When we left France, father drove us to the airport in Marseilles and we flew to Madrid. A woman at the airport asked mother to help her and when they tried to stop her from flying on at Madrid mother said she was our nanny. Her name was Lila. So we flew to Lisbon and got the boat there to America. Lila saw us off - she couldn’t get on. They took mother’s temperature boarding the boat and it was too high and we weren’t going to be able to go but she asked them to take it again and it was much cooler so we could go. We were the only gentiles on the boat. We were the only ones who could get off at the Azores and at Bermuda. It was dark and no one could have flashlights because the Germans were bombing boats and torpedoing them and we weren’t to have any light that they could see. At New York we were the only ones allowed ashore. The rest had to go back. I think they all died. My sister says the boat was torpedoed. We arrived in New York between the bombing of Pearl Harbor and Christmas. I hated New York because I was used to the Southern French countryside.

Before I lived with Grahame I lived with Harold Nourse among other men. We were in Rome. Harold was one of the Beat Poets and is getting some recognition today.

Grahame and I started living together from the first day we met in Italy. We had that Buddha and I looked at it and realized we had a new life. We moved to Paris and then took a freighter to San Francisco through the Panama Canal. We arrived in April of 1961. I’d been there before with my mother. I had the name of address of Sokoji which had been given to me even before that first trip by Donald Chase, a Theosophist in New York. But that’s not how we got to Sokoji. I just remembered it later. We were in San Francisco because we hoped to meet Buddhists there. Grahame and I went to a lecture at the Jodo Shin-shu Buddhist Churches of America in Berkeley. We met Dr. Kato there and he gave us Sokoji’s address.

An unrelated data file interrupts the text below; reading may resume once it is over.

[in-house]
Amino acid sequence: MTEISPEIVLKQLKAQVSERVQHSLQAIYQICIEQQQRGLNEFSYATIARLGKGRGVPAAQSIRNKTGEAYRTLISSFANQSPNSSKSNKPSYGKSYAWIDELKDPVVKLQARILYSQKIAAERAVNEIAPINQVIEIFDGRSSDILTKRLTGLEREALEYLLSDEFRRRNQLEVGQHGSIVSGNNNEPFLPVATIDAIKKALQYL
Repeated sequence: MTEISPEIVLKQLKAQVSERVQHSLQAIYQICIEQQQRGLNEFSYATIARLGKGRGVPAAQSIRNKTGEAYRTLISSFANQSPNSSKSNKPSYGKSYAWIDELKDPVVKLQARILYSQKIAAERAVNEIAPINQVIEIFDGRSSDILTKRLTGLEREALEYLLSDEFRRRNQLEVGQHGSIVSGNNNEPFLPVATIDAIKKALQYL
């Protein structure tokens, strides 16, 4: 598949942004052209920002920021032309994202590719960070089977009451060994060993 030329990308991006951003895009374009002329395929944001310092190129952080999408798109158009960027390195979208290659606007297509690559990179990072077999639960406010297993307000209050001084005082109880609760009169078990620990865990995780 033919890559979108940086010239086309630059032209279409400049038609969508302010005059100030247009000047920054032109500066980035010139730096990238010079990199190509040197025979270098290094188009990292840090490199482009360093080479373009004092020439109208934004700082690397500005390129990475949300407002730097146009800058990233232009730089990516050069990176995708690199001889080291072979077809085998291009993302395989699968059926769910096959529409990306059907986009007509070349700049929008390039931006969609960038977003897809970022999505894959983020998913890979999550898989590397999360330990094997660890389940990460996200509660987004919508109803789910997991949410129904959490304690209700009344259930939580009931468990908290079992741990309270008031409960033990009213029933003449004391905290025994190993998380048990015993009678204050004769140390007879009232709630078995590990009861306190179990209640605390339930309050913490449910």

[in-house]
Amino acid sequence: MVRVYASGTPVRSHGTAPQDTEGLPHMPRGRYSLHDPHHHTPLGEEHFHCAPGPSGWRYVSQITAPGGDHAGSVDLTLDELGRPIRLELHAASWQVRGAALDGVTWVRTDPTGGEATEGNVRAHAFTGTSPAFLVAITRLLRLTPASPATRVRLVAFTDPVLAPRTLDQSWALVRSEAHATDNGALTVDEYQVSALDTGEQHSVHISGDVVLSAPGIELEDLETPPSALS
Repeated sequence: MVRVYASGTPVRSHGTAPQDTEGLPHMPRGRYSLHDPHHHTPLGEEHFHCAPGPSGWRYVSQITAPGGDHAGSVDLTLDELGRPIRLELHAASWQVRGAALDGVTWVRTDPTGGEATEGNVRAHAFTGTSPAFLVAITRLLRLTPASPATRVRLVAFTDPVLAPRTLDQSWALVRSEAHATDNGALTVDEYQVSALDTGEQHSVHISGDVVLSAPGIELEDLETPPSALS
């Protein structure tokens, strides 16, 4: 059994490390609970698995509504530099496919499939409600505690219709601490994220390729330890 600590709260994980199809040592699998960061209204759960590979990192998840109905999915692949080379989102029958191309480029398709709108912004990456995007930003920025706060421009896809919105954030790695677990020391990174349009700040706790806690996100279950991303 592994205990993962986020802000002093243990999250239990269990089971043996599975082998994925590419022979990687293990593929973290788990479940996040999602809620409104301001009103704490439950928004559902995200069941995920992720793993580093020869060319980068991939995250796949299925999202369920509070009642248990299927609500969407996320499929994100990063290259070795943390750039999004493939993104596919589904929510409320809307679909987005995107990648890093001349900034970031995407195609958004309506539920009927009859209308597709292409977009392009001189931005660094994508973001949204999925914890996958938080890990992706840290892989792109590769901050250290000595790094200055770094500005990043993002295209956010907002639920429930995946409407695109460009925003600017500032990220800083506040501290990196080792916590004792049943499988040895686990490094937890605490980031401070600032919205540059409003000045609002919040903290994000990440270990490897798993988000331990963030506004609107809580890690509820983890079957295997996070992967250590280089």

So Grahame went there and met Suzuki Roshi who was sitting on a chair cross-legged. He offered Grahame a cup of tea and then more tea. No Buddhist talk or trying to convert him. Grahame came home all excited that he’d finally met a real Zen master, not just someone in a book. Suzuki took him into the zendo and showed him how to sit and told him if he wanted to join him in sitting he could come the next morning at 5:45. That made our life even more simple. We were already vegetarians, didn’t smoke or drink.

The legend is that Suzuki was wandering around Japantown and met Bill McNeil who said are you a Zen Master and Suzuki said, yes I am and Bill said can I study with you? And Suzuki said I sit in the mornings at six and you can come join me. [Right except I think that Bill came to Sokoji and met Suzuki there.]

The Kapleaus influenced us. They were a rather wonderful couple who came to Zen Center and lectured on their experiences in Japan - how they sat all night and hard practice - the kyosaku being used on you when you didn’t ask for it. It sounded horrific. We were so impressed. We had a party for them.

Way back at the beginning Grahame and I went with Suzuki up to Jenner to Richard Hebe’s place and Roshi performed a service in the home of a Japanese American at their Butsuden [home altar] - I’d never seen that before. At the Russian River at Jenner, Suzuki picked some mushrooms and put rusty nails with them [ferns I think] into a frying pan and we all got a little sick with stomach aches.

Bob Hense had a nervous breakdown. He was president of Zen Center for about a week then Grahame took over.

In the spring of '62 we went camping at China camp and walked down to Tassajara and Grahame said, "This would make a fantastic place for a Zen temple." We saw the valley and wandered around. I don’t remember Phillip being there or going through any buildings.